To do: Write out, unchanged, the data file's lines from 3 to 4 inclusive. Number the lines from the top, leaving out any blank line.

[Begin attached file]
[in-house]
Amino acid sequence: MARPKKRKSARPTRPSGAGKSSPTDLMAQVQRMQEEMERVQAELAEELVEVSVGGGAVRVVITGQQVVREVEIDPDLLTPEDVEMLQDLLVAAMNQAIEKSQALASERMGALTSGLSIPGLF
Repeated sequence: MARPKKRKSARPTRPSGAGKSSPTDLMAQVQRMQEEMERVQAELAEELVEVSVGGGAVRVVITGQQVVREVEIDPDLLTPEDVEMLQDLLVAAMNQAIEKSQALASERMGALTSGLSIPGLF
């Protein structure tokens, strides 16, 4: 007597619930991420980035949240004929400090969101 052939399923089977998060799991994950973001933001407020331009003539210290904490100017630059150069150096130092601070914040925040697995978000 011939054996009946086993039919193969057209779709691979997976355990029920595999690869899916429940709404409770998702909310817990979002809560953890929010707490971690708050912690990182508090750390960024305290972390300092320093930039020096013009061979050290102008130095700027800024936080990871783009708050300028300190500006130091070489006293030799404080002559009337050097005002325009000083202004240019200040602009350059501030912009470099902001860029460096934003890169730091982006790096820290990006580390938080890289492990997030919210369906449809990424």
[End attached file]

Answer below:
Repeated sequence: MARPKKRKSARPTRPSGAGKSSPTDLMAQVQRMQEEMERVQAELAEELVEVSVGGGAVRVVITGQQVVREVEIDPDLLTPEDVEMLQDLLVAAMNQAIEKSQALASERMGALTSGLSIPGLF
């Protein structure tokens, strides 16, 4: 007597619930991420980035949240004929400090969101 052939399923089977998060799991994950973001933001407020331009003539210290904490100017630059150069150096130092601070914040925040697995978000 011939054996009946086993039919193969057209779709691979997976355990029920595999690869899916429940709404409770998702909310817990979002809560953890929010707490971690708050912690990182508090750390960024305290972390300092320093930039020096013009061979050290102008130095700027800024936080990871783009708050300028300190500006130091070489006293030799404080002559009337050097005002325009000083202004240019200040602009350059501030912009470099902001860029460096934003890169730091982006790096820290990006580390938080890289492990997030919210369906449809990424």